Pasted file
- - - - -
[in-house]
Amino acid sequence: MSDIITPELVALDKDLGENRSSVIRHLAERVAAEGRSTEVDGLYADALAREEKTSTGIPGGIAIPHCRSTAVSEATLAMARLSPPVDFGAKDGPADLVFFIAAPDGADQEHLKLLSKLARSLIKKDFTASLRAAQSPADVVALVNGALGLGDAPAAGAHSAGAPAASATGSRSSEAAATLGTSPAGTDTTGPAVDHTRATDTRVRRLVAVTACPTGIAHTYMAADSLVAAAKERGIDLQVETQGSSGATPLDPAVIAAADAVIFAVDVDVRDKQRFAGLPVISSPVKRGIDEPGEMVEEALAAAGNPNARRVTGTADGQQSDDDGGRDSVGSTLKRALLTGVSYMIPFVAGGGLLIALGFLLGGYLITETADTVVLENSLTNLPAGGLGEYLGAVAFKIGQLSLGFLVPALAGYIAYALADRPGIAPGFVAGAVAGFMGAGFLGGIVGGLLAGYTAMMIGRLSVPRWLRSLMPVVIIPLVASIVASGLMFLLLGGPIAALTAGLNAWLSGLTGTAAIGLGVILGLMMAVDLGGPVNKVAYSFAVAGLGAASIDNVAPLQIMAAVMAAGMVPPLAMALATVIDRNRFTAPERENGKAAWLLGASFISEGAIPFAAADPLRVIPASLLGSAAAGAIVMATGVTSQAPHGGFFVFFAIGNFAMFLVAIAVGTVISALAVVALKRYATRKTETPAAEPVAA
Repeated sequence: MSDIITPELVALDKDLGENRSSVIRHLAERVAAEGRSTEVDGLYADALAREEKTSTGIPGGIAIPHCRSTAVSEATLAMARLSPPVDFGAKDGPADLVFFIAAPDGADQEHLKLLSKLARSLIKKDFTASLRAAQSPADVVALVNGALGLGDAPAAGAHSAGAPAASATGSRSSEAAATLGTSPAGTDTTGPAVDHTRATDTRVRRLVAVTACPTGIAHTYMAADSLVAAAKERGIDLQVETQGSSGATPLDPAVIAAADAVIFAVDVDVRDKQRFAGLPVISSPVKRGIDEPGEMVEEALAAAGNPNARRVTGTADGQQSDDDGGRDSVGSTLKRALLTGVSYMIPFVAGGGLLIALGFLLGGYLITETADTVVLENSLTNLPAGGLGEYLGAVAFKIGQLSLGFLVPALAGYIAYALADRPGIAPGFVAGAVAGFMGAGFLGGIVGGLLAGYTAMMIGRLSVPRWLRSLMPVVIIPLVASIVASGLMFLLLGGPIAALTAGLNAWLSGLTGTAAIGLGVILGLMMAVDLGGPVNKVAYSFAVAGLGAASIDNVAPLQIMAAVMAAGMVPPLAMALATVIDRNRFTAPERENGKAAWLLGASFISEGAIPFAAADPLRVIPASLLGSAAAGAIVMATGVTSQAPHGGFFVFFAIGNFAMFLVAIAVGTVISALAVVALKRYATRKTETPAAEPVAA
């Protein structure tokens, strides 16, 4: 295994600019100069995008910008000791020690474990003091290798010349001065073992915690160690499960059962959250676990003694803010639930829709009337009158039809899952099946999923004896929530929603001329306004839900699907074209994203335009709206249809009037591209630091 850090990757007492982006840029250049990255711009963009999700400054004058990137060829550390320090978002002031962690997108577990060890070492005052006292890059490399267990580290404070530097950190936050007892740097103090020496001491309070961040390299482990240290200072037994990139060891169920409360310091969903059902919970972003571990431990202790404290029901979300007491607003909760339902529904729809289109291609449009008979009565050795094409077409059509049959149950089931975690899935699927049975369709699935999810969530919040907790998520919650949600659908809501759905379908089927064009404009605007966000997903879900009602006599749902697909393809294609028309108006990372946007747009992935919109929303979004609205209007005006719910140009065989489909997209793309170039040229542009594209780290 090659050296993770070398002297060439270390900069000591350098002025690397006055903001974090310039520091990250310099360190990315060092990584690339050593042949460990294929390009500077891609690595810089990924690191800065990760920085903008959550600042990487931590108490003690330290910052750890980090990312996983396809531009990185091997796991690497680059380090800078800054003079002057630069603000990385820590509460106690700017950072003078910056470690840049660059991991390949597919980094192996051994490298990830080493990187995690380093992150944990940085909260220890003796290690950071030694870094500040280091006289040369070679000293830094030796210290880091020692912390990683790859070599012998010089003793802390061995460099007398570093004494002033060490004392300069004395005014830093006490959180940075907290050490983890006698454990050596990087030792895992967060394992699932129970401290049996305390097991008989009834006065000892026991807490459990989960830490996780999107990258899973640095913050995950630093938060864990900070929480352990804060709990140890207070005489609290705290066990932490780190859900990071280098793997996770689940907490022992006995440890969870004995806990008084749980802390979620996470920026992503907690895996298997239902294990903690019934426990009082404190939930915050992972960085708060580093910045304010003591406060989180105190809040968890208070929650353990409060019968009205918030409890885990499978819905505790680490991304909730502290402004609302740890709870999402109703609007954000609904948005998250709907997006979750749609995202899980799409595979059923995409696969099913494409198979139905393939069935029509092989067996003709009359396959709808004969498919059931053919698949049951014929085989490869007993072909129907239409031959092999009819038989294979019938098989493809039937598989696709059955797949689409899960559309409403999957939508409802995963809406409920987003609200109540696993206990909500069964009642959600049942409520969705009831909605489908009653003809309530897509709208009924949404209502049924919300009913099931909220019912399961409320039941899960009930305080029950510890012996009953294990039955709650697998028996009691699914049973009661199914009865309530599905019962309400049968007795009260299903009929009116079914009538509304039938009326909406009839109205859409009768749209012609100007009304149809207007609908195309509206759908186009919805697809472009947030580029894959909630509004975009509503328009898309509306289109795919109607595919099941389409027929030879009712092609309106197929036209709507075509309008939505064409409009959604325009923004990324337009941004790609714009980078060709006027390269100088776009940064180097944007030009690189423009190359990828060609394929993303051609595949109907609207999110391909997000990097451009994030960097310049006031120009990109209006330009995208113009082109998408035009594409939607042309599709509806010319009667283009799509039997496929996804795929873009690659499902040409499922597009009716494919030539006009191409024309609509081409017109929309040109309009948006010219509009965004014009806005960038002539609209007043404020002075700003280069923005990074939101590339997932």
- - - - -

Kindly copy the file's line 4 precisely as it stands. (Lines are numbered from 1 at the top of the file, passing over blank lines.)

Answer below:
């Protein structure tokens, strides 16, 4: 295994600019100069995008910008000791020690474990003091290798010349001065073992915690160690499960059962959250676990003694803010639930829709009337009158039809899952099946999923004896929530929603001329306004839900699907074209994203335009709206249809009037591209630091 850090990757007492982006840029250049990255711009963009999700400054004058990137060829550390320090978002002031962690997108577990060890070492005052006292890059490399267990580290404070530097950190936050007892740097103090020496001491309070961040390299482990240290200072037994990139060891169920409360310091969903059902919970972003571990431990202790404290029901979300007491607003909760339902529904729809289109291609449009008979009565050795094409077409059509049959149950089931975690899935699927049975369709699935999810969530919040907790998520919650949600659908809501759905379908089927064009404009605007966000997903879900009602006599749902697909393809294609028309108006990372946007747009992935919109929303979004609205209007005006719910140009065989489909997209793309170039040229542009594209780290 090659050296993770070398002297060439270390900069000591350098002025690397006055903001974090310039520091990250310099360190990315060092990584690339050593042949460990294929390009500077891609690595810089990924690191800065990760920085903008959550600042990487931590108490003690330290910052750890980090990312996983396809531009990185091997796991690497680059380090800078800054003079002057630069603000990385820590509460106690700017950072003078910056470690840049660059991991390949597919980094192996051994490298990830080493990187995690380093992150944990940085909260220890003796290690950071030694870094500040280091006289040369070679000293830094030796210290880091020692912390990683790859070599012998010089003793802390061995460099007398570093004494002033060490004392300069004395005014830093006490959180940075907290050490983890006698454990050596990087030792895992967060394992699932129970401290049996305390097991008989009834006065000892026991807490459990989960830490996780999107990258899973640095913050995950630093938060864990900070929480352990804060709990140890207070005489609290705290066990932490780190859900990071280098793997996770689940907490022992006995440890969870004995806990008084749980802390979620996470920026992503907690895996298997239902294990903690019934426990009082404190939930915050992972960085708060580093910045304010003591406060989180105190809040968890208070929650353990409060019968009205918030409890885990499978819905505790680490991304909730502290402004609302740890709870999402109703609007954000609904948005998250709907997006979750749609995202899980799409595979059923995409696969099913494409198979139905393939069935029509092989067996003709009359396959709808004969498919059931053919698949049951014929085989490869007993072909129907239409031959092999009819038989294979019938098989493809039937598989696709059955797949689409899960559309409403999957939508409802995963809406409920987003609200109540696993206990909500069964009642959600049942409520969705009831909605489908009653003809309530897509709208009924949404209502049924919300009913099931909220019912399961409320039941899960009930305080029950510890012996009953294990039955709650697998028996009691699914049973009661199914009865309530599905019962309400049968007795009260299903009929009116079914009538509304039938009326909406009839109205859409009768749209012609100007009304149809207007609908195309509206759908186009919805697809472009947030580029894959909630509004975009509503328009898309509306289109795919109607595919099941389409027929030879009712092609309106197929036209709507075509309008939505064409409009959604325009923004990324337009941004790609714009980078060709006027390269100088776009940064180097944007030009690189423009190359990828060609394929993303051609595949109907609207999110391909997000990097451009994030960097310049006031120009990109209006330009995208113009082109998408035009594409939607042309599709509806010319009667283009799509039997496929996804795929873009690659499902040409499922597009009716494919030539006009191409024309609509081409017109929309040109309009948006010219509009965004014009806005960038002539609209007043404020002075700003280069923005990074939101590339997932």